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PILOT program attempts to lead students

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The importance of activism was encouraged to millennial students Wednesday night at the Empowering Pacific Islander Communities (EPIC) program by their chief operating officer.

Pacific Islander Leaders of Tomorrow, also known as PILOT, is a part of the EPIC program which serves “to promote social justice by engaging Native Hawaiian and Pacific Islander communities through culturally relevant advocacy, research, and development,” according to their website.

The program’s chief operating officer, ‘Alisi Tulua, said that many people in the community do not think about participating in elections and activism movements.

“These sessions are going to be about something that our community usually does not talk about or (participate in),” Tulua said.

Tulua explained how the Black Panther Party and Black Lives Matter movement are forms of activism.

“A lot of these people are fighting for something–fighting to change something,” Tulua said. “Today there are more opportunities for people to participate in creating and shaping the way things (are). There is a way of contributing to the society around us.”

Mynor Godoy, coordinator of YVote, an organization that encourages millenials to vote, spoke about the ‘Take Back the Vote’ movement and the upcoming election.

“We want to focus on the people of color as well as millennials,” Godoy said. “We want this age demographic to go out and vote. 18 to 34-year-olds are going to be the majority of the people voting in this election.”

The event encouraged students, as well as educated them on why voting is important.

“I was here for one week over the summer and I think it’s awesome. I learned things I never even knew about. This voting stuff is new to me,” Priscilla Wailase, 25, said.

“My family is from Guam and this program in general teaches us that our voice is important and that we shouldn’t be drowned out by the other voices,” Nicolas Cruz said.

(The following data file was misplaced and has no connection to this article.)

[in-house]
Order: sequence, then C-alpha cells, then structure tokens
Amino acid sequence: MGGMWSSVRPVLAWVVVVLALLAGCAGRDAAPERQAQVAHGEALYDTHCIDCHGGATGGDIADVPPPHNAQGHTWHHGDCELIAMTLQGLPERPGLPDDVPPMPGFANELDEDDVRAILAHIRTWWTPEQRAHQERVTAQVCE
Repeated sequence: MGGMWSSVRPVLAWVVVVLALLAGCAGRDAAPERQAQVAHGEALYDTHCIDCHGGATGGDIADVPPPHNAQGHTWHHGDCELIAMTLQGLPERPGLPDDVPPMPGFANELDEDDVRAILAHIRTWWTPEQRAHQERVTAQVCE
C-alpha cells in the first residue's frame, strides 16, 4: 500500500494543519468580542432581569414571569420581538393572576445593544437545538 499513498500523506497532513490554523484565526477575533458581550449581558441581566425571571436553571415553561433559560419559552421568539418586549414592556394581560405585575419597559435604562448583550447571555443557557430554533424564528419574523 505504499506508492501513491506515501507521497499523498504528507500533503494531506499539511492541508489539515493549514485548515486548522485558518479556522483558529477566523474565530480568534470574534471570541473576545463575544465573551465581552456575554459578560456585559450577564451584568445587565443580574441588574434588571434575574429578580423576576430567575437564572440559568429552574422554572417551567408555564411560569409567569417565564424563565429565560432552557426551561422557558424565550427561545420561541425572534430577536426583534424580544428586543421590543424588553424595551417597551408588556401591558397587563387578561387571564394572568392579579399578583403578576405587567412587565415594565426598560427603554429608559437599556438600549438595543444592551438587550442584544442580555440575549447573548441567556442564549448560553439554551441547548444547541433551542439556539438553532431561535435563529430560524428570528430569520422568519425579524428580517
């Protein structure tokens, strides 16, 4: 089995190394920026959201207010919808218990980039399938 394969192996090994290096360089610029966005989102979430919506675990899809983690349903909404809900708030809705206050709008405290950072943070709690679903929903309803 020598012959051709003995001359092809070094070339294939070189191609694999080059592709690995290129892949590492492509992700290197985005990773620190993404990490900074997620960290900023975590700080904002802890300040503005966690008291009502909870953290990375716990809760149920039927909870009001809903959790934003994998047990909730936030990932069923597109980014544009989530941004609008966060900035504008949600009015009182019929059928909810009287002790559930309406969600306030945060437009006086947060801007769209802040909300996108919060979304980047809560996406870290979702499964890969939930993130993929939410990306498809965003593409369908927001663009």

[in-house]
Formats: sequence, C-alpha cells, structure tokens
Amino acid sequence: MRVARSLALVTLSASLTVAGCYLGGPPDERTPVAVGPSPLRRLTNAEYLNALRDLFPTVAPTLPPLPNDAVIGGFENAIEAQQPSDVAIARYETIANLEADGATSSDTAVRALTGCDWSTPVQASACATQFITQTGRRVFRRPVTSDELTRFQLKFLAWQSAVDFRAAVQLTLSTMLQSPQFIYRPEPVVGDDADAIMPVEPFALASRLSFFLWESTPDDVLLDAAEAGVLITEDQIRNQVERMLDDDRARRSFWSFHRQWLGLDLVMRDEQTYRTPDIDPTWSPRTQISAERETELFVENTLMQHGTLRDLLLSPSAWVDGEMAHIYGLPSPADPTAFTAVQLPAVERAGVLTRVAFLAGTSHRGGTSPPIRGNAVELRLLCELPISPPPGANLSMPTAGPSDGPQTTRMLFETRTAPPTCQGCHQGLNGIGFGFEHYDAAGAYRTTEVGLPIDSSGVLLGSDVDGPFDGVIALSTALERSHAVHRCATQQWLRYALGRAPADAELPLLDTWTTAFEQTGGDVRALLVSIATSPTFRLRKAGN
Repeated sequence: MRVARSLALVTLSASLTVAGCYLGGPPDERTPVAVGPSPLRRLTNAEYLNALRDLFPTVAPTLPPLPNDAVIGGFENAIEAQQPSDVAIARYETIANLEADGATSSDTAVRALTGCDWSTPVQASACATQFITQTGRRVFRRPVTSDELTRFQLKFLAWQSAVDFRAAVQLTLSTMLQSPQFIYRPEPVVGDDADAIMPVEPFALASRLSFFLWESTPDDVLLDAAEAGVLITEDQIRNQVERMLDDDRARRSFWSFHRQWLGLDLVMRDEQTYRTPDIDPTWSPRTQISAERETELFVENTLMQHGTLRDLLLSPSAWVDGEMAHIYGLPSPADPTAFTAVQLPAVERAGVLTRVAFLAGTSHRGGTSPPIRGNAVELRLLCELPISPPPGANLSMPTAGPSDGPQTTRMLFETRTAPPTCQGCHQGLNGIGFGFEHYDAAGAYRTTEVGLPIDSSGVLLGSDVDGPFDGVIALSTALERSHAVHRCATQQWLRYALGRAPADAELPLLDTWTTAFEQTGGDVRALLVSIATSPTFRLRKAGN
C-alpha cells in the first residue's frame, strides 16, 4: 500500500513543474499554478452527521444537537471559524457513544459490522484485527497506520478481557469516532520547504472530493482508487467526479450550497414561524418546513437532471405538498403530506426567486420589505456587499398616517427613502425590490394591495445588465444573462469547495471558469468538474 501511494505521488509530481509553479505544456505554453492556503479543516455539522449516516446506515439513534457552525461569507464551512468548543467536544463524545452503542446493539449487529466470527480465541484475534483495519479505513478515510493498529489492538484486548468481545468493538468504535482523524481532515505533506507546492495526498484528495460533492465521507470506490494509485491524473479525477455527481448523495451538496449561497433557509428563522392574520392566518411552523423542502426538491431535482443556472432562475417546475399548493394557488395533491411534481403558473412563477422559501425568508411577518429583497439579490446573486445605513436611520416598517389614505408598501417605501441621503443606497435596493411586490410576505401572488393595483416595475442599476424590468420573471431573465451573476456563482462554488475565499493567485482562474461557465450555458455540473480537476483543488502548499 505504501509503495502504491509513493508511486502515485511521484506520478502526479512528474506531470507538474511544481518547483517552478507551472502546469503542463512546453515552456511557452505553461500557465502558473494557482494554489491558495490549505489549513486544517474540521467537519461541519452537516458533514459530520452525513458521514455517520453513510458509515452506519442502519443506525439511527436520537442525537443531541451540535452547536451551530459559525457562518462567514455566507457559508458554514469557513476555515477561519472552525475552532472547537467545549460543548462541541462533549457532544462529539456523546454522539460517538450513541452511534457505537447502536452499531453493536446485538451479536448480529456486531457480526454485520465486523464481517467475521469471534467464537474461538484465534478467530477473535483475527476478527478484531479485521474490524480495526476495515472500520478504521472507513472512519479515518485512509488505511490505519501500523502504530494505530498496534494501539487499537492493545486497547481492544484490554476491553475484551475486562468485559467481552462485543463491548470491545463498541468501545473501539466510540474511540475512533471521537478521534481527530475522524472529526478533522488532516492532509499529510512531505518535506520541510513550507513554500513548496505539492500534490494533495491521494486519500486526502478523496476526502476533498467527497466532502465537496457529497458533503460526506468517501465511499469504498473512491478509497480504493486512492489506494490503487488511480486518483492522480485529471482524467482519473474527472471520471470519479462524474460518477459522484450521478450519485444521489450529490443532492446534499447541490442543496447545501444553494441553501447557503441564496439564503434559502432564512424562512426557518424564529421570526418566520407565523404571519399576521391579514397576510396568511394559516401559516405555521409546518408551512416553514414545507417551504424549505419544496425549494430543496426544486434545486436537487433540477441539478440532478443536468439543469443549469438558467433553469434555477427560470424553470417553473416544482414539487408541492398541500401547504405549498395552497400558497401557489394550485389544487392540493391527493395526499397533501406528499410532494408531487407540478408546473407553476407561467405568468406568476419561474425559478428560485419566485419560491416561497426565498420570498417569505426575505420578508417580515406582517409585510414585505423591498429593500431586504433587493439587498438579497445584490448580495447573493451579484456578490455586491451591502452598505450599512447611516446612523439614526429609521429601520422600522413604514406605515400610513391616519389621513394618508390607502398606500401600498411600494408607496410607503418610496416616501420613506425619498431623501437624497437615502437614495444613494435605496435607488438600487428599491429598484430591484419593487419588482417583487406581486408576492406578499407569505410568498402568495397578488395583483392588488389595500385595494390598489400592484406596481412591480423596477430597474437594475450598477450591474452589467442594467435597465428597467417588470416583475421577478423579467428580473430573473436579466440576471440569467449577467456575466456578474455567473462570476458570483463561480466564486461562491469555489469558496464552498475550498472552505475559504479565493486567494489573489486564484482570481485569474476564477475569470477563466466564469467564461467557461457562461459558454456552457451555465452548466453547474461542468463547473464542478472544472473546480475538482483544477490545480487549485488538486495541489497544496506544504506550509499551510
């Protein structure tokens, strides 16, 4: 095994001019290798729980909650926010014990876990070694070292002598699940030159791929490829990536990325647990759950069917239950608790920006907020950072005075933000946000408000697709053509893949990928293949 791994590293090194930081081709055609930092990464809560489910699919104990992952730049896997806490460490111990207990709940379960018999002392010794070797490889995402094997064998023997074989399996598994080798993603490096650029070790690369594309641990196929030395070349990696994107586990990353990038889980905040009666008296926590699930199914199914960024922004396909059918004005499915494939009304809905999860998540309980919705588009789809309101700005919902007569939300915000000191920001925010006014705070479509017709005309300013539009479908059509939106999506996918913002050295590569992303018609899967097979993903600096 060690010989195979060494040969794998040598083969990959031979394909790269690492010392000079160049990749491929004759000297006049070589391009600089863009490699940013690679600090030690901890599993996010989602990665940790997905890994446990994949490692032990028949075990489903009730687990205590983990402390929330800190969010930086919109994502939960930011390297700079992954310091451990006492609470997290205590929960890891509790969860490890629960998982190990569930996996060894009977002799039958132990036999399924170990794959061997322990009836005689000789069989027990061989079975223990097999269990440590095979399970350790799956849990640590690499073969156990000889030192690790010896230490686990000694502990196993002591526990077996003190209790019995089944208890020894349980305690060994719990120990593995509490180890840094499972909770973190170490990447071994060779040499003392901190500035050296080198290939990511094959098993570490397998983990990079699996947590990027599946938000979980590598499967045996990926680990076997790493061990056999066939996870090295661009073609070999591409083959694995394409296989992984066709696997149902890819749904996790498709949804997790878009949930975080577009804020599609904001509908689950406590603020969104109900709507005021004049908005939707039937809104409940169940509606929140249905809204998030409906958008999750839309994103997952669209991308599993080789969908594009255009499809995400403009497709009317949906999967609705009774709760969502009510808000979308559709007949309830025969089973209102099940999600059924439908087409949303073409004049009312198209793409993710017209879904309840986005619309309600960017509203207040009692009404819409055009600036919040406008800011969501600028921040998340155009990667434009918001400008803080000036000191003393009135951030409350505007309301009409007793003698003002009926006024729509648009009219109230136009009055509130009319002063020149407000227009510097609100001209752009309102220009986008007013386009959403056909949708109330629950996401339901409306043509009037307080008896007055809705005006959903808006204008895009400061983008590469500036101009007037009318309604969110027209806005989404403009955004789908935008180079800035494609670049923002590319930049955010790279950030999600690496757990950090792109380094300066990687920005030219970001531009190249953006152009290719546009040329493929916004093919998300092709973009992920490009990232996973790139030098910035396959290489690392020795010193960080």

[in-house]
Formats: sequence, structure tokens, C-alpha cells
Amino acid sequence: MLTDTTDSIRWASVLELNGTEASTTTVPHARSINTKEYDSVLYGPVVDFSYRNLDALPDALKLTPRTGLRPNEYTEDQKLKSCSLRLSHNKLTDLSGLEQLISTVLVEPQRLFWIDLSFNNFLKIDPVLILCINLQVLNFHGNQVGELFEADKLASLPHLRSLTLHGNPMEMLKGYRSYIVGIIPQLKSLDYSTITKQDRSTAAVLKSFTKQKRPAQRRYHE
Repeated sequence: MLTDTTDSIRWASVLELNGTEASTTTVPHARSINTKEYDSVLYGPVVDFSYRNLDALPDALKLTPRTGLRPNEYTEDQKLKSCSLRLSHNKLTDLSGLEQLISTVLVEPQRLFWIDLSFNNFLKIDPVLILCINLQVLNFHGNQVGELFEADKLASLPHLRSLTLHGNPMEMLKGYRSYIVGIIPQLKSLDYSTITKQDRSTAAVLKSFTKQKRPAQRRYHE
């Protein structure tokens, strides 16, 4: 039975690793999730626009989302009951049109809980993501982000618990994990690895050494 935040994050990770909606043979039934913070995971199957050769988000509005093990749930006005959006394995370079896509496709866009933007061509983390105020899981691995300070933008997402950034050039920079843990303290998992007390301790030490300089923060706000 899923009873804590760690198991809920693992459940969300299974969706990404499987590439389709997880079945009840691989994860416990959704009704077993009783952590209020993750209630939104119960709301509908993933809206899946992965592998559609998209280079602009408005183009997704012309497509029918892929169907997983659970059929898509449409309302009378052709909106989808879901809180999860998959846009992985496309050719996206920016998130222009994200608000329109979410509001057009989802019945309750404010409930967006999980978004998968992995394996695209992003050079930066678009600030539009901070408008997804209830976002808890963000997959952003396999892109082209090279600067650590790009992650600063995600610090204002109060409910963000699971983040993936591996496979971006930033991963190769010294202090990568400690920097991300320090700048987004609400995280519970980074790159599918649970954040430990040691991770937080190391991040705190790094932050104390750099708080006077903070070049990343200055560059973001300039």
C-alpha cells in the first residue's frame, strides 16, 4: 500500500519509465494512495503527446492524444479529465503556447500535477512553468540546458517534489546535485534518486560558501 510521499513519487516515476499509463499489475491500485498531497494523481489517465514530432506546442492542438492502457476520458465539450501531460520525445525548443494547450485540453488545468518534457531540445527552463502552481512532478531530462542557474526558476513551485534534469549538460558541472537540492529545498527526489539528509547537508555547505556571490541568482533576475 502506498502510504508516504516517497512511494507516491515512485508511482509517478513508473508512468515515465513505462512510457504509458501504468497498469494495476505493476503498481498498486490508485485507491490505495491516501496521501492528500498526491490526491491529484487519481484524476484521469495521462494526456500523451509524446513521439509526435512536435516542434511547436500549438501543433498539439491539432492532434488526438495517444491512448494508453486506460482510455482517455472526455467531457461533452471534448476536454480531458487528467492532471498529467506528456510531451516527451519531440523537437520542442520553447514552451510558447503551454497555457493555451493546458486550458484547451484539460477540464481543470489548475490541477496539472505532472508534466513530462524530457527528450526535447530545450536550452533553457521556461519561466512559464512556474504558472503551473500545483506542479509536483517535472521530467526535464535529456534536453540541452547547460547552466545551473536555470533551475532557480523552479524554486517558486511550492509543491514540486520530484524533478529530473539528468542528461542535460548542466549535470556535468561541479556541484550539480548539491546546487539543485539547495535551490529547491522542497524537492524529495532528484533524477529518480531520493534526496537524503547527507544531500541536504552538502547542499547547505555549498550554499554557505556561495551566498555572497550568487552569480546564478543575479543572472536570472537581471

The program is a combination of group activities and motivating discussions. The main focus is for student engagement, relevancy with their culture and family, and for students to come back, according to Tulua.

“Pacific Islanders are often erased from the conversation (academic wise),” ‘DannyBoy’ Naha-Ve’evalu, program coordinator, said. “We are here to help the students connect with each other and certain topics they can’t relate with others. It’s about leadership and our culture.”

Although this program is focused more on the Pacific Islander community, it is not limited to them, according to Naha-Ve’evalu.

Students from multiple colleges such as East Los Angeles College, Long Beach City College, Mt. San Antonio College, El Camino Compton Center as well as some high school students attended the programs event.

An LBCC student, explained why she enjoyed the program.

“I used to be one of those people who thought my vote didn’t matter. [EPIC] really caters to (my) needs as a student, financially and academically,” Evelyn Elisara, 24, business administration major, said. “We talk a lot about immigration statuses and the resources there are for anything that you need.”

If you are interested in attending one of these program meetings there will be another one on Wednesday, Nov. 2 in the Alondra Room from 6 to 9 p.m.

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The student news site of El Camino College
PILOT program attempts to lead students